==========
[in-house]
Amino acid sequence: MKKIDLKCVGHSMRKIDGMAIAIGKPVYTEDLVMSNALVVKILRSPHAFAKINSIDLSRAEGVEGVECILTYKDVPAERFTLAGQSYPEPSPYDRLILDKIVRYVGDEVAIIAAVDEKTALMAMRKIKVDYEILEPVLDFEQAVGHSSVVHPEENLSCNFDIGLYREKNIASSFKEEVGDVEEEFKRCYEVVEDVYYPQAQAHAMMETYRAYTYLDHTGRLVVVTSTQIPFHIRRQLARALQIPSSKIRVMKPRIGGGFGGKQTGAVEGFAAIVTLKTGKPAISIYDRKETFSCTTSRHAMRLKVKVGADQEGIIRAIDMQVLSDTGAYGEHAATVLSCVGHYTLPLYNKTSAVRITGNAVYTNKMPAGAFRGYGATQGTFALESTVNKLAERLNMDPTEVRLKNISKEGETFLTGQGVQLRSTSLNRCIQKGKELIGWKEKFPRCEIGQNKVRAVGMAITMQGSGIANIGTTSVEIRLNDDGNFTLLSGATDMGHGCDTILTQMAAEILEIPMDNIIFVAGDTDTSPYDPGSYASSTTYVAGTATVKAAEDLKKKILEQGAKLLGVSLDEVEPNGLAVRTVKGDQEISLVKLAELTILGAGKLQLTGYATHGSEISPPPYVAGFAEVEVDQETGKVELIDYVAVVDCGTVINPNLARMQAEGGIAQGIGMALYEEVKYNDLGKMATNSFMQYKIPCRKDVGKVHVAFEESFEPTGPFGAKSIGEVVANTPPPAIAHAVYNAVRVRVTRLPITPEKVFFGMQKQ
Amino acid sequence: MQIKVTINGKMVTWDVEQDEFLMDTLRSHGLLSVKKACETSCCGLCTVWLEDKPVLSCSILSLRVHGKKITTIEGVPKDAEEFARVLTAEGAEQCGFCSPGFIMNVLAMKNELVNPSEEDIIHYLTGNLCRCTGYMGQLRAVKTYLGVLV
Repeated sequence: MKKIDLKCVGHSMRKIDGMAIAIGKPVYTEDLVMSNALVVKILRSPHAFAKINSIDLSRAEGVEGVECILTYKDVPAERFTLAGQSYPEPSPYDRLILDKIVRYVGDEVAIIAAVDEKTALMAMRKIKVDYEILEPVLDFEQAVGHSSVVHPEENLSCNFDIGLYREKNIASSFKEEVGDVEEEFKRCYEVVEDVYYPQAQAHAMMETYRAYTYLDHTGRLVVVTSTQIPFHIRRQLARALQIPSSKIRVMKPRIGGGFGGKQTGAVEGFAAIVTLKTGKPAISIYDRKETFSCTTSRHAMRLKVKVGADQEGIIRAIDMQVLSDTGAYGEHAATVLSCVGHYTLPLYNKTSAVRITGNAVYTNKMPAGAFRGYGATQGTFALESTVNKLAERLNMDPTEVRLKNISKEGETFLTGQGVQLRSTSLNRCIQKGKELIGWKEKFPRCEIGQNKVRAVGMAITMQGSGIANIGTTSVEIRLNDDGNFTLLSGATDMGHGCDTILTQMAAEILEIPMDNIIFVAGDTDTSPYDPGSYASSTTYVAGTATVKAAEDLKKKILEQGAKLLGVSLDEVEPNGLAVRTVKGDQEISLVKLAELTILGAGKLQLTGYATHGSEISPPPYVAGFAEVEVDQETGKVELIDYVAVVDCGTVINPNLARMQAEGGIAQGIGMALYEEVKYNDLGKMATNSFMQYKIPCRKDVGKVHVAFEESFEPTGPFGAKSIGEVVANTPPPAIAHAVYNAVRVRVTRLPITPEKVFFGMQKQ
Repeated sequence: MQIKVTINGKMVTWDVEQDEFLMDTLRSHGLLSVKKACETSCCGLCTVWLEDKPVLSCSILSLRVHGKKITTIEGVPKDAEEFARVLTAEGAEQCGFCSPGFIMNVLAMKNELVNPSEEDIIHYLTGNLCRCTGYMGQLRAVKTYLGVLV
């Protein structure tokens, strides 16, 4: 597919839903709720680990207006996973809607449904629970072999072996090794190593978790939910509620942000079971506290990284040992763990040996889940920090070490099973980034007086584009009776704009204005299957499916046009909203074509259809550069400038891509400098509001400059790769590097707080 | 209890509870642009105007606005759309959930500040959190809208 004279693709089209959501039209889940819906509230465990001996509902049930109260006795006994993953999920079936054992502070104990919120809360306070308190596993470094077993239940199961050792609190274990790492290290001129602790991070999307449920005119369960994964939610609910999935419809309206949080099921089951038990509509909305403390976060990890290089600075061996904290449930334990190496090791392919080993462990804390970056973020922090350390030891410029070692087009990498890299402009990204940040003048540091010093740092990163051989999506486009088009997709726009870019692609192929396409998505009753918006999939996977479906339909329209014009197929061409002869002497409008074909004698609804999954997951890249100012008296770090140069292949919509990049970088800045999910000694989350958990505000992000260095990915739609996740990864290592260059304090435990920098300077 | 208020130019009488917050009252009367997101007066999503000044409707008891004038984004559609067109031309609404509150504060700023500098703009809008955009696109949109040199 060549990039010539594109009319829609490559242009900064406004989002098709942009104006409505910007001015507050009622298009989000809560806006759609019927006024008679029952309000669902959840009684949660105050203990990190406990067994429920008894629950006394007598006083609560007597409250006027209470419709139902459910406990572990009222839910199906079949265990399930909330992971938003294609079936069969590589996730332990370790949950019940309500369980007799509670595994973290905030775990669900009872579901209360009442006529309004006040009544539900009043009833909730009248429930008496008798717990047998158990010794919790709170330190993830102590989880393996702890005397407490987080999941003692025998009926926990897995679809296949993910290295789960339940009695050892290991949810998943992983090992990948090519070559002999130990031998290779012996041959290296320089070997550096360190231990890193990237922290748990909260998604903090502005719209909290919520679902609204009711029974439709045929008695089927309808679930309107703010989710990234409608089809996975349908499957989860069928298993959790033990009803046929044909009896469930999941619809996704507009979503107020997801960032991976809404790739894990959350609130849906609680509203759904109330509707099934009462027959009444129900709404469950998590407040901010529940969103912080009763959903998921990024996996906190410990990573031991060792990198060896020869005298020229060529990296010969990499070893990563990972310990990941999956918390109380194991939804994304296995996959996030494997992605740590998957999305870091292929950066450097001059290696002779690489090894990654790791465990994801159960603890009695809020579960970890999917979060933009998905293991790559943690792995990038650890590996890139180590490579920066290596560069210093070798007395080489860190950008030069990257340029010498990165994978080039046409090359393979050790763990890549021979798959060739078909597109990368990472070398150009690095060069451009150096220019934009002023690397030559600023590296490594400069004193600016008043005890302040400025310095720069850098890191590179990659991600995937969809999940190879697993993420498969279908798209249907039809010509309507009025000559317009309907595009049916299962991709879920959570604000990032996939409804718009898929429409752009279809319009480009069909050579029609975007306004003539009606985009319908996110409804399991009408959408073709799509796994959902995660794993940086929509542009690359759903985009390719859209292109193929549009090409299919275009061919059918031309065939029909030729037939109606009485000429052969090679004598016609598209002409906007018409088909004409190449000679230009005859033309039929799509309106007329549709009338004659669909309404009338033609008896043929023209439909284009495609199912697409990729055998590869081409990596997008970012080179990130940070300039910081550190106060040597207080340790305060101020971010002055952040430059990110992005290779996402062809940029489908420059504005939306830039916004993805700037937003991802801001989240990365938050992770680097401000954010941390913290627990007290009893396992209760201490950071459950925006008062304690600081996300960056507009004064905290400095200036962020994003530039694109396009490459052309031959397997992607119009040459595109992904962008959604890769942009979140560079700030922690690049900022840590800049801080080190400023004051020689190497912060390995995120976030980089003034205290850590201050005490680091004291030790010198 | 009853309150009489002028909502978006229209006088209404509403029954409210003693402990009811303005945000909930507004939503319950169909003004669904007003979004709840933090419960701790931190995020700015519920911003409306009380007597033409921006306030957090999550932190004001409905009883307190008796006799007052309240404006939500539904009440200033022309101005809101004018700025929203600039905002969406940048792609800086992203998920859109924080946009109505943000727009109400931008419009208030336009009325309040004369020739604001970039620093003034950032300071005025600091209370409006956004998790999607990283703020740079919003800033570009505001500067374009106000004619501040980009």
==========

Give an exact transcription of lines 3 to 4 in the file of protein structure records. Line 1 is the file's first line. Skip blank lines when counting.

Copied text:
Amino acid sequence: MQIKVTINGKMVTWDVEQDEFLMDTLRSHGLLSVKKACETSCCGLCTVWLEDKPVLSCSILSLRVHGKKITTIEGVPKDAEEFARVLTAEGAEQCGFCSPGFIMNVLAMKNELVNPSEEDIIHYLTGNLCRCTGYMGQLRAVKTYLGVLV
Repeated sequence: MKKIDLKCVGHSMRKIDGMAIAIGKPVYTEDLVMSNALVVKILRSPHAFAKINSIDLSRAEGVEGVECILTYKDVPAERFTLAGQSYPEPSPYDRLILDKIVRYVGDEVAIIAAVDEKTALMAMRKIKVDYEILEPVLDFEQAVGHSSVVHPEENLSCNFDIGLYREKNIASSFKEEVGDVEEEFKRCYEVVEDVYYPQAQAHAMMETYRAYTYLDHTGRLVVVTSTQIPFHIRRQLARALQIPSSKIRVMKPRIGGGFGGKQTGAVEGFAAIVTLKTGKPAISIYDRKETFSCTTSRHAMRLKVKVGADQEGIIRAIDMQVLSDTGAYGEHAATVLSCVGHYTLPLYNKTSAVRITGNAVYTNKMPAGAFRGYGATQGTFALESTVNKLAERLNMDPTEVRLKNISKEGETFLTGQGVQLRSTSLNRCIQKGKELIGWKEKFPRCEIGQNKVRAVGMAITMQGSGIANIGTTSVEIRLNDDGNFTLLSGATDMGHGCDTILTQMAAEILEIPMDNIIFVAGDTDTSPYDPGSYASSTTYVAGTATVKAAEDLKKKILEQGAKLLGVSLDEVEPNGLAVRTVKGDQEISLVKLAELTILGAGKLQLTGYATHGSEISPPPYVAGFAEVEVDQETGKVELIDYVAVVDCGTVINPNLARMQAEGGIAQGIGMALYEEVKYNDLGKMATNSFMQYKIPCRKDVGKVHVAFEESFEPTGPFGAKSIGEVVANTPPPAIAHAVYNAVRVRVTRLPITPEKVFFGMQKQ